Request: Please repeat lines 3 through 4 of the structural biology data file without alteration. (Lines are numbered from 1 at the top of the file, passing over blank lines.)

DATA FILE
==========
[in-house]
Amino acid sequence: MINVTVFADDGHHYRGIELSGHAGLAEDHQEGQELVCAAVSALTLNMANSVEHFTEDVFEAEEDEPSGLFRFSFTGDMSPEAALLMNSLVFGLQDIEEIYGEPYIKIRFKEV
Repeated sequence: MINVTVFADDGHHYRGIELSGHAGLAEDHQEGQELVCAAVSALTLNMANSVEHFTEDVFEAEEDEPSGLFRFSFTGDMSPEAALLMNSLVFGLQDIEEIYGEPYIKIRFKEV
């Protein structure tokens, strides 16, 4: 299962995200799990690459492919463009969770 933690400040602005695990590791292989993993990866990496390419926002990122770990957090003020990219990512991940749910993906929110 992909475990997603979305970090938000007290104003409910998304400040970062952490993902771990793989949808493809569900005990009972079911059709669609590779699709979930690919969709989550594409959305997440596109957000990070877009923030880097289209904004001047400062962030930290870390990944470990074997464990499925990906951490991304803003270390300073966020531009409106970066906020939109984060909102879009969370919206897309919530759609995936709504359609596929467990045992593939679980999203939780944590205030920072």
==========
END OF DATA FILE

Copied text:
Repeated sequence: MINVTVFADDGHHYRGIELSGHAGLAEDHQEGQELVCAAVSALTLNMANSVEHFTEDVFEAEEDEPSGLFRFSFTGDMSPEAALLMNSLVFGLQDIEEIYGEPYIKIRFKEV
């Protein structure tokens, strides 16, 4: 299962995200799990690459492919463009969770 933690400040602005695990590791292989993993990866990496390419926002990122770990957090003020990219990512991940749910993906929110 992909475990997603979305970090938000007290104003409910998304400040970062952490993902771990793989949808493809569900005990009972079911059709669609590779699709979930690919969709989550594409959305997440596109957000990070877009923030880097289209904004001047400062962030930290870390990944470990074997464990499925990906951490991304803003270390300073966020531009409106970066906020939109984060909102879009969370919206897309919530759609995936709504359609596929467990045992593939679980999203939780944590205030920072």